Andrews: It ended up very improvised. We wrote some dialogue, of course, but Sacha being Sacha, the idea is always you’re going to give him the general idea and then he’s going to riff on it in this fantastic way. I was in the recording session, and that was the hardest I laughed during COVID. It was what I needed. He did a few different things. He did this Australian guy, which was really sinister and also felt very specific. The thing with the riffs is that they can go long. In the recording session, you’re rooting for it to go long, because you’re going, “This is funny and I don’t want it to stop.” But then you listen back to the recording, like, “Oh, this scene is going to be 15 minutes long. I don’t think we can afford that.”
The editorial team did an amazing job of cobbling together a take that includes that kind of shagginess, where he sort of interrupts himself, and sounds really specific, but also has clarity. I helped out with that a little bit, too, I listened to all of the takes. Which was honestly also sort of for fun, I kind of pleaded with them to send me the audio so I could listen to it over and over for a weekend. We ended up cobbling a few ones together. I made a strong pitch for the—you know how he interrupts himself and he’s like, “You open your mouth. The whale carcass go in—good—I recommend it.” He does that for another 30 seconds. Some day I hope the tapes are released to the world, because that was a magical recording session.
Was the whale carcass thing in the script?
Jones: I remember watching some David Attenborough series about a whale that had died and then just slowly decomposed on the bottom of the ocean, and how much it fed all of these weird, bizarre, horrific creatures, and my sons loved it. It’s one of those times where, when you have a kid and they latch onto something, and they just keep rewatching it. They had Star Wars to rewatch, they had a number of kids’ movies to rewatch … they wanted to rewatch the decomposing whale carcass at the bottom of the ocean. I don’t know who wrote that in, but I remember going, “This has to stay in the film.”
Andrews: I gotta be honest. I’m gonna take credit for that one. I was pushing whale carcass from the very beginning. When we figured out that we were gonna do the deep, I was like, “OK, what’s life like in the deep?” I was watching David Attenborough documentaries about it, and found this idea of “marine snow,” which is the term that I then started using in every single meeting. I really wanted it to catch on. Marine snow is essentially just floating bits of whale carcass, and the carcasses of other decomposing animals, and it’s so soft and feathery and rotten that it’s like snow. I was like, “This is the most disgusting thing I’ve ever heard of in my life, and I really want it to go in the movie.” We didn’t get the term “marine snow” in there, but I was hellbent on Uncle Ugo talking about whale carcass, and I’m actually kind of amazed that phrase got in the movie, because it’s pretty disgusting.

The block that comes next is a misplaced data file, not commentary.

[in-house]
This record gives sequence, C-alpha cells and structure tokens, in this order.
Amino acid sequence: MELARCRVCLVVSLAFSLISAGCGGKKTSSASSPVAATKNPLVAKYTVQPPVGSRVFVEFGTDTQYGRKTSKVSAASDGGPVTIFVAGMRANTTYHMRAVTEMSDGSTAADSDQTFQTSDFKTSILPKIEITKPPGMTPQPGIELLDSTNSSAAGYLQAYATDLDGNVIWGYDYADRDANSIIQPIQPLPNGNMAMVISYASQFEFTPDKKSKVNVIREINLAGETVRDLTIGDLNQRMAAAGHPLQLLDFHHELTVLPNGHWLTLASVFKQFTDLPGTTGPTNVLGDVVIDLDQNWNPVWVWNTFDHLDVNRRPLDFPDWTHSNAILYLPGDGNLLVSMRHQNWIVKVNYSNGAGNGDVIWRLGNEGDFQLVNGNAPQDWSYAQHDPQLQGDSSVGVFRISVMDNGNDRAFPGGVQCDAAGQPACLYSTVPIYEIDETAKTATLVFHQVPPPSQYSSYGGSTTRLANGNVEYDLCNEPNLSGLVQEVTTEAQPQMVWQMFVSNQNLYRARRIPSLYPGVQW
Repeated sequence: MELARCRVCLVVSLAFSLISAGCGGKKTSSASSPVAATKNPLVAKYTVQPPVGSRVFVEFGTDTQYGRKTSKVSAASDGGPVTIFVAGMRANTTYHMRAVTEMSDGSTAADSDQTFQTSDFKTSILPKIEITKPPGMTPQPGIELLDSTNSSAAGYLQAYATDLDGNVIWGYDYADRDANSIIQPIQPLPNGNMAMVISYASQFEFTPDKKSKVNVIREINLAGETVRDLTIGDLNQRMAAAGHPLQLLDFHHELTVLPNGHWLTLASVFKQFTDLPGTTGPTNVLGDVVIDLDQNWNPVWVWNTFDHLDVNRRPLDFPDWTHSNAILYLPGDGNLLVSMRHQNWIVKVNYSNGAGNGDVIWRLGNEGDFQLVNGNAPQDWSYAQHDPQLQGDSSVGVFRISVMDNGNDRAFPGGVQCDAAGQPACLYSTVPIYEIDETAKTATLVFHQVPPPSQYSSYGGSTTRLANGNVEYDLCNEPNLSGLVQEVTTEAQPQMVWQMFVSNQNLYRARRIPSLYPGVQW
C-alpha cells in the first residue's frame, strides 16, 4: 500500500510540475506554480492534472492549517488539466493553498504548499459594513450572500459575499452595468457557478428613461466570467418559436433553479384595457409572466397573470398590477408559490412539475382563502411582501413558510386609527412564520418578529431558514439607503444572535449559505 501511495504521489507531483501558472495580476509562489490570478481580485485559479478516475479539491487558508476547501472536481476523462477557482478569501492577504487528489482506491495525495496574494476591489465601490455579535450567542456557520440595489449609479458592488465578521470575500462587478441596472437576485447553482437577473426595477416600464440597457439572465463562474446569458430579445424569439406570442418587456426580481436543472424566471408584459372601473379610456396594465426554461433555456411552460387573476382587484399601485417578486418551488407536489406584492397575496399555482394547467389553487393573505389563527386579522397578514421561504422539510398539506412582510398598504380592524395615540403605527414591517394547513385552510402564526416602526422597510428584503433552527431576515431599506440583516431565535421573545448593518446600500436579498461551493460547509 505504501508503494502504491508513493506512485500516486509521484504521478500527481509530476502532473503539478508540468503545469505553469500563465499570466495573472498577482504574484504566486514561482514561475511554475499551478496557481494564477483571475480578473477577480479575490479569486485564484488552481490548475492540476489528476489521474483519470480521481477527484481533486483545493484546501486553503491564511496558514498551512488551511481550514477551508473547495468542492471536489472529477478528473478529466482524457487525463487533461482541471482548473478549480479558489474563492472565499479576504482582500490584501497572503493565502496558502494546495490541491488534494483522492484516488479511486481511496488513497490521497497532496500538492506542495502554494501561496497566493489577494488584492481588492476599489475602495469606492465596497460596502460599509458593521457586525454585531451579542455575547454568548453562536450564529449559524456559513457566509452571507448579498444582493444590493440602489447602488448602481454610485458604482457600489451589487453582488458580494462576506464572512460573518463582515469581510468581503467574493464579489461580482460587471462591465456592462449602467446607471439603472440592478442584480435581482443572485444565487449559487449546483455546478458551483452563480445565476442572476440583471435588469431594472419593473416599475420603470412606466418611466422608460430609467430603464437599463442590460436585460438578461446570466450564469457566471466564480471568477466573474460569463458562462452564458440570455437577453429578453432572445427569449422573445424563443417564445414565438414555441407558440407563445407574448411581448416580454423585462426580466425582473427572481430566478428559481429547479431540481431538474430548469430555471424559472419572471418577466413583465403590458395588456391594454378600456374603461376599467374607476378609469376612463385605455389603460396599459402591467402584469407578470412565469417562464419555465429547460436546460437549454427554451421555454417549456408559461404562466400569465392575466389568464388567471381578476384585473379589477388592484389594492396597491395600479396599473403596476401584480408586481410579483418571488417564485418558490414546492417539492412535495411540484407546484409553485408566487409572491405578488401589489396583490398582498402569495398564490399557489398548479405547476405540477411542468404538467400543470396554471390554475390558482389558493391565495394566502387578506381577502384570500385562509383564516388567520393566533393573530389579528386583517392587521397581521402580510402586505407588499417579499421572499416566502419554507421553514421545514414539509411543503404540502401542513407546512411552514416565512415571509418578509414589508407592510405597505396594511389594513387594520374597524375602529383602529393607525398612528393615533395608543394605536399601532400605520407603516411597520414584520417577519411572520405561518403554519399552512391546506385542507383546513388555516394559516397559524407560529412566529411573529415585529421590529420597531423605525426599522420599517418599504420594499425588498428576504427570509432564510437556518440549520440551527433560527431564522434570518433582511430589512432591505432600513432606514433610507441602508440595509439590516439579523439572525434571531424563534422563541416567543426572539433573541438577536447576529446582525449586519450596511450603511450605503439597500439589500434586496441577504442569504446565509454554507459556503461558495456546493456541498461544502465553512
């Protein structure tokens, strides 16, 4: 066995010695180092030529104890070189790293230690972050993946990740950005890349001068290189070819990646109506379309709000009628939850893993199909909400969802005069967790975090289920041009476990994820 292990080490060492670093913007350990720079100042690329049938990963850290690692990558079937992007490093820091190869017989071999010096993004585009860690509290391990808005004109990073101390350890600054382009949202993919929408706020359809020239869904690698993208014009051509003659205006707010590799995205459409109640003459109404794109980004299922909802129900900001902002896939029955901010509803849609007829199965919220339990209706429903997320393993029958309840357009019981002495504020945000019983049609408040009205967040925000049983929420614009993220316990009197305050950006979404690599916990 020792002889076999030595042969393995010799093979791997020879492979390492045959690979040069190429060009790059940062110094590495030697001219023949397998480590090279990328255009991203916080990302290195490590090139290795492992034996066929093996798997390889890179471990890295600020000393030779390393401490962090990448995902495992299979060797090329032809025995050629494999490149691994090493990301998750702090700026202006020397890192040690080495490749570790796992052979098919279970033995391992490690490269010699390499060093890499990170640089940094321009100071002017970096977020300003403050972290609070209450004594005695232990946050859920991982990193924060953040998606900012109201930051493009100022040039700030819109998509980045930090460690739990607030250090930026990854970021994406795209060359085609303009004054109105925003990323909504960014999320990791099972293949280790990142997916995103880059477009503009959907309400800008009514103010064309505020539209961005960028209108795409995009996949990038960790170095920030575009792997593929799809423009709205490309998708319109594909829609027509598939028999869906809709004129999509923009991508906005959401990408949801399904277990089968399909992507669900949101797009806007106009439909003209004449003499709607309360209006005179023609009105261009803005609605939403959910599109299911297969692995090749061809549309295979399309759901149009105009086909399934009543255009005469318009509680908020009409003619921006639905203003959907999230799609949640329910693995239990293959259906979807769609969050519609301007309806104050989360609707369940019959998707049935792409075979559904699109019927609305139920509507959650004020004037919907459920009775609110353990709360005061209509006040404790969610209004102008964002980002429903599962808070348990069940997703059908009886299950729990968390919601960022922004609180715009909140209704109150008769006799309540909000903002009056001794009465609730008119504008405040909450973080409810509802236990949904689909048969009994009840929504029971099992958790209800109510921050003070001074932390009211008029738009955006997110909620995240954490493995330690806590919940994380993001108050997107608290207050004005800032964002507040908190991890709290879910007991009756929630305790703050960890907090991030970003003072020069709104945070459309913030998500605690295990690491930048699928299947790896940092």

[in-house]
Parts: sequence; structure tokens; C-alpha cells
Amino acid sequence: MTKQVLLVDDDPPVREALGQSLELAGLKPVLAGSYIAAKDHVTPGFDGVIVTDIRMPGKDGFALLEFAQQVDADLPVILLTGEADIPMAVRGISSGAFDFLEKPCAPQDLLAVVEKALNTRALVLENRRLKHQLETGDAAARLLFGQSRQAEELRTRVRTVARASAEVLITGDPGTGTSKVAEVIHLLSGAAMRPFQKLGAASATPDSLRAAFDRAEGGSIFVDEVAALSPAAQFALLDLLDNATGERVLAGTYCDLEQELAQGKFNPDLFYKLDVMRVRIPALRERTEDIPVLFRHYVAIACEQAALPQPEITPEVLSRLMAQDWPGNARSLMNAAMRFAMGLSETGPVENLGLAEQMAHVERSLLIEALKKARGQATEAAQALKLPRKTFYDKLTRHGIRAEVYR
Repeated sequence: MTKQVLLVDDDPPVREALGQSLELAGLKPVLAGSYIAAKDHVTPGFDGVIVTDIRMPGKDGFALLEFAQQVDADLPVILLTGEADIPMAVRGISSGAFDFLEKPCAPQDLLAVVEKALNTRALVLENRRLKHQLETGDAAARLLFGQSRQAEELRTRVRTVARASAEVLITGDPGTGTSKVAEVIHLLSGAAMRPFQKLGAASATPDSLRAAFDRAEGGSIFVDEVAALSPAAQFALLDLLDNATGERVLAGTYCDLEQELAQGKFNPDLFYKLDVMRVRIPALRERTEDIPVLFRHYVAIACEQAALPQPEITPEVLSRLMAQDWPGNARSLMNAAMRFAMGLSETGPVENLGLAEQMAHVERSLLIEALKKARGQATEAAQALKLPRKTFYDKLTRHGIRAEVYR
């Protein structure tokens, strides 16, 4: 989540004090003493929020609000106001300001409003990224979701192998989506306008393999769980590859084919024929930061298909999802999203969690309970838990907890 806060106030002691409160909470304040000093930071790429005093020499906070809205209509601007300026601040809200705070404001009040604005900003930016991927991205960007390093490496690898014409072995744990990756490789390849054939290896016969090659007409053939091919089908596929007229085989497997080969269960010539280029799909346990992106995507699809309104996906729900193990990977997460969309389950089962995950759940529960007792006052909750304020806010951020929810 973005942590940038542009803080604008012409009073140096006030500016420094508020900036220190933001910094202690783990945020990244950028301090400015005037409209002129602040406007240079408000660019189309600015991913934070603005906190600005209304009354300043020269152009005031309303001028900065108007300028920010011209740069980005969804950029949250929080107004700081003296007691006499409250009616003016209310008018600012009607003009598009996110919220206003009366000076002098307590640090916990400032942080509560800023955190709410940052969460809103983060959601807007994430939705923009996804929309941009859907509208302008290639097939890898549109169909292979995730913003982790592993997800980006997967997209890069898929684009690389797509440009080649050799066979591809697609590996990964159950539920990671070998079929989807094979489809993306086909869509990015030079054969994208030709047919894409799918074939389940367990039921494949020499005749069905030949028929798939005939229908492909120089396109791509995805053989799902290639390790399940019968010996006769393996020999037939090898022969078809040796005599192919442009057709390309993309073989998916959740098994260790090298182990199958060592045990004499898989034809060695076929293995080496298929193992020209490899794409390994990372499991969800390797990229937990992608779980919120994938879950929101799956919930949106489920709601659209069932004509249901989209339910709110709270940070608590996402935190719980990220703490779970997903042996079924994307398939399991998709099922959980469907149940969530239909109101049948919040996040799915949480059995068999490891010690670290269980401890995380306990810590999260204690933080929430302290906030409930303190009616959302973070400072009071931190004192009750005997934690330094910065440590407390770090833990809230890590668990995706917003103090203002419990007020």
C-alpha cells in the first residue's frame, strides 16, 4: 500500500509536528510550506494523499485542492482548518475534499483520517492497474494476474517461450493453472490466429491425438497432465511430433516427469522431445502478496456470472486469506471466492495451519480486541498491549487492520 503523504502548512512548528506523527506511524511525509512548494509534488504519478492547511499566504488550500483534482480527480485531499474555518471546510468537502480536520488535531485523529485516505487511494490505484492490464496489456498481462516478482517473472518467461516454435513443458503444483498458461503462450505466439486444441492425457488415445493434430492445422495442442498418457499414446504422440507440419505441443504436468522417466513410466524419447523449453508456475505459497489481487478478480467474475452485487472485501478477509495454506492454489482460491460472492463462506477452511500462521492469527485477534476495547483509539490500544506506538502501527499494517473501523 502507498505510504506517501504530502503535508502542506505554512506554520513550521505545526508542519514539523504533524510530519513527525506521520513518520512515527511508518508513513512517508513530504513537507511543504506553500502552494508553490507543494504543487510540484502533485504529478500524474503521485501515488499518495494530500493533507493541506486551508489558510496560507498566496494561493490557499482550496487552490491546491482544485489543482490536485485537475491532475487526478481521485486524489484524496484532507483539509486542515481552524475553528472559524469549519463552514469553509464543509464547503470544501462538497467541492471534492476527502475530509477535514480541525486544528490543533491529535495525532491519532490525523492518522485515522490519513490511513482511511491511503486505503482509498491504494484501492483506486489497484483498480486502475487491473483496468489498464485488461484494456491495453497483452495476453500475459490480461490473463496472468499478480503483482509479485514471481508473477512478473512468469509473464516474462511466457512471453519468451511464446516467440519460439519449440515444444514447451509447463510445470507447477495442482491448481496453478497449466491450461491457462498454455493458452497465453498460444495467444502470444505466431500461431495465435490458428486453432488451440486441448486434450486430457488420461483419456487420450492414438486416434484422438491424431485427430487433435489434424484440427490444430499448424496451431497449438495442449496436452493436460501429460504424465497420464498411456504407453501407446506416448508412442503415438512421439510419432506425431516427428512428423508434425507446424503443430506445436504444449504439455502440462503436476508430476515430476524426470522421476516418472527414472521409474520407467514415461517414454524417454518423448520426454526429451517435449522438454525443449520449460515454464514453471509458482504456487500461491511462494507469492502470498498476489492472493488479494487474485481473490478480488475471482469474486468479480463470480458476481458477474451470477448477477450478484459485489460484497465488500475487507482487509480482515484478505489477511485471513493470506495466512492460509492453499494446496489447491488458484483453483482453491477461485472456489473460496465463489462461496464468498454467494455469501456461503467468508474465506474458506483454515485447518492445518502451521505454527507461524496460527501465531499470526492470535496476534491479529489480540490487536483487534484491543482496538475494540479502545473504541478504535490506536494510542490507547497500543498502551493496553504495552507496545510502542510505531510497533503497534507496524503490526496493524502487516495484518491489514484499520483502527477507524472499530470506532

Was the mid-credits scene always going to be Ugo?
Andrews: It was not, no. It was just because Sacha’s recording sessions were so good, the editors had it circled, like, “We have to use more of this somehow.”
So it was originally part of that first Ugo scene?
Andrews: Yeah, it was one of the riffs that he had, telling Luca how much he was going to enjoy the deep, because the great thing about the deep is you can just talk and talk and talk, and usually there’s no one to listen to him, but now there is, which is great. Sacha did this for like four minutes. It was just epic, a tour de force. It was impossible to cut it down to put it into the scene, so then editorial was like, “We have to find a place for this,” and they found it in that little button.
I wanted to ask about how Ugo is the only anglerfish in the seafolk community. Did you guys ever discuss have more fish-people in the world of Luca?
Jones: The only reason Ugo looks like that, we thought no one else looks like that, is because he’s absent of all light, there, and the pressure that deep forces his skin to be permeable and colorless.
Andrews: Originally, we made more of Ugo and Lorenzo [Luca’s father] being related. We put it forward that Ugo was Lorenzo’s twin brother, and they used to look exactly the same. “The deep is great! My twin brother lives there! We look exactly the same!” We couldn’t really figure out how to set up that joke very well, and it got kind of noisy and brought in too much extra stuff, but especially we wanted Luca to envision whatever had happened to Ugo happening to himself, poor little Luca also becoming just weird and milky-eyed and translucent.